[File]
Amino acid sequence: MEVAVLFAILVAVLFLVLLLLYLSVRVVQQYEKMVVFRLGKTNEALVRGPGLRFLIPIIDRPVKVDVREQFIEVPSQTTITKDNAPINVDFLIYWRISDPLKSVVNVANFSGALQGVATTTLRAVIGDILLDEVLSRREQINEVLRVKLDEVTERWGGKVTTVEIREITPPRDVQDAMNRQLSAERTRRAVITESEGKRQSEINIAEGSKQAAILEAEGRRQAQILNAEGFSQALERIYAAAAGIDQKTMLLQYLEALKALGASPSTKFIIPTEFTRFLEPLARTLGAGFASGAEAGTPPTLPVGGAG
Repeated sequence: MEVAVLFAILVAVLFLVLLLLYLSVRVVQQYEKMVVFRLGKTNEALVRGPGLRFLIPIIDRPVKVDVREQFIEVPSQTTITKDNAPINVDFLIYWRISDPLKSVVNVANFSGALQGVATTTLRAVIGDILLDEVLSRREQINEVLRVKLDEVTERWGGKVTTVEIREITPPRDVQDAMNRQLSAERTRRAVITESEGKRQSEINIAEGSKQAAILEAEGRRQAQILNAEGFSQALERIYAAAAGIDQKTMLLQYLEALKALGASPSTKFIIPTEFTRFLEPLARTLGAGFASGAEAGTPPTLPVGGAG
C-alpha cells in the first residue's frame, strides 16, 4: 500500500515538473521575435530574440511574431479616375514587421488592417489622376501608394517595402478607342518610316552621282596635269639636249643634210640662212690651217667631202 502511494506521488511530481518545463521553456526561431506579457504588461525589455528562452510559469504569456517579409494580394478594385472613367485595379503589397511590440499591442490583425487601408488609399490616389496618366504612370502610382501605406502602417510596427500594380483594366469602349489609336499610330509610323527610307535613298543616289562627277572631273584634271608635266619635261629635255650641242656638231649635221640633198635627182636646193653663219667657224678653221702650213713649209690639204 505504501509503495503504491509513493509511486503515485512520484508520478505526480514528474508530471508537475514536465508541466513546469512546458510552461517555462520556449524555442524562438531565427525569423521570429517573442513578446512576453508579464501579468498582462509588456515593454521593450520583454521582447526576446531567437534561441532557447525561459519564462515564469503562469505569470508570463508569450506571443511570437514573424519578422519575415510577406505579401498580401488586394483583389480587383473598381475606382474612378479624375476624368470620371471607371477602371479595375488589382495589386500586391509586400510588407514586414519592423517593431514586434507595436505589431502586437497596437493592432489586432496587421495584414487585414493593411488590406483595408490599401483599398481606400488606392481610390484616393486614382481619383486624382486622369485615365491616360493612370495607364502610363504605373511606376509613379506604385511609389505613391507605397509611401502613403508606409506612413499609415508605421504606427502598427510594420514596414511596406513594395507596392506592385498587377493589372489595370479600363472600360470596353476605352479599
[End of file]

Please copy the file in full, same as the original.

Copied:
Amino acid sequence: MEVAVLFAILVAVLFLVLLLLYLSVRVVQQYEKMVVFRLGKTNEALVRGPGLRFLIPIIDRPVKVDVREQFIEVPSQTTITKDNAPINVDFLIYWRISDPLKSVVNVANFSGALQGVATTTLRAVIGDILLDEVLSRREQINEVLRVKLDEVTERWGGKVTTVEIREITPPRDVQDAMNRQLSAERTRRAVITESEGKRQSEINIAEGSKQAAILEAEGRRQAQILNAEGFSQALERIYAAAAGIDQKTMLLQYLEALKALGASPSTKFIIPTEFTRFLEPLARTLGAGFASGAEAGTPPTLPVGGAG
Repeated sequence: MEVAVLFAILVAVLFLVLLLLYLSVRVVQQYEKMVVFRLGKTNEALVRGPGLRFLIPIIDRPVKVDVREQFIEVPSQTTITKDNAPINVDFLIYWRISDPLKSVVNVANFSGALQGVATTTLRAVIGDILLDEVLSRREQINEVLRVKLDEVTERWGGKVTTVEIREITPPRDVQDAMNRQLSAERTRRAVITESEGKRQSEINIAEGSKQAAILEAEGRRQAQILNAEGFSQALERIYAAAAGIDQKTMLLQYLEALKALGASPSTKFIIPTEFTRFLEPLARTLGAGFASGAEAGTPPTLPVGGAG
C-alpha cells in the first residue's frame, strides 16, 4: 500500500515538473521575435530574440511574431479616375514587421488592417489622376501608394517595402478607342518610316552621282596635269639636249643634210640662212690651217667631202 502511494506521488511530481518545463521553456526561431506579457504588461525589455528562452510559469504569456517579409494580394478594385472613367485595379503589397511590440499591442490583425487601408488609399490616389496618366504612370502610382501605406502602417510596427500594380483594366469602349489609336499610330509610323527610307535613298543616289562627277572631273584634271608635266619635261629635255650641242656638231649635221640633198635627182636646193653663219667657224678653221702650213713649209690639204 505504501509503495503504491509513493509511486503515485512520484508520478505526480514528474508530471508537475514536465508541466513546469512546458510552461517555462520556449524555442524562438531565427525569423521570429517573442513578446512576453508579464501579468498582462509588456515593454521593450520583454521582447526576446531567437534561441532557447525561459519564462515564469503562469505569470508570463508569450506571443511570437514573424519578422519575415510577406505579401498580401488586394483583389480587383473598381475606382474612378479624375476624368470620371471607371477602371479595375488589382495589386500586391509586400510588407514586414519592423517593431514586434507595436505589431502586437497596437493592432489586432496587421495584414487585414493593411488590406483595408490599401483599398481606400488606392481610390484616393486614382481619383486624382486622369485615365491616360493612370495607364502610363504605373511606376509613379506604385511609389505613391507605397509611401502613403508606409506612413499609415508605421504606427502598427510594420514596414511596406513594395507596392506592385498587377493589372489595370479600363472600360470596353476605352479599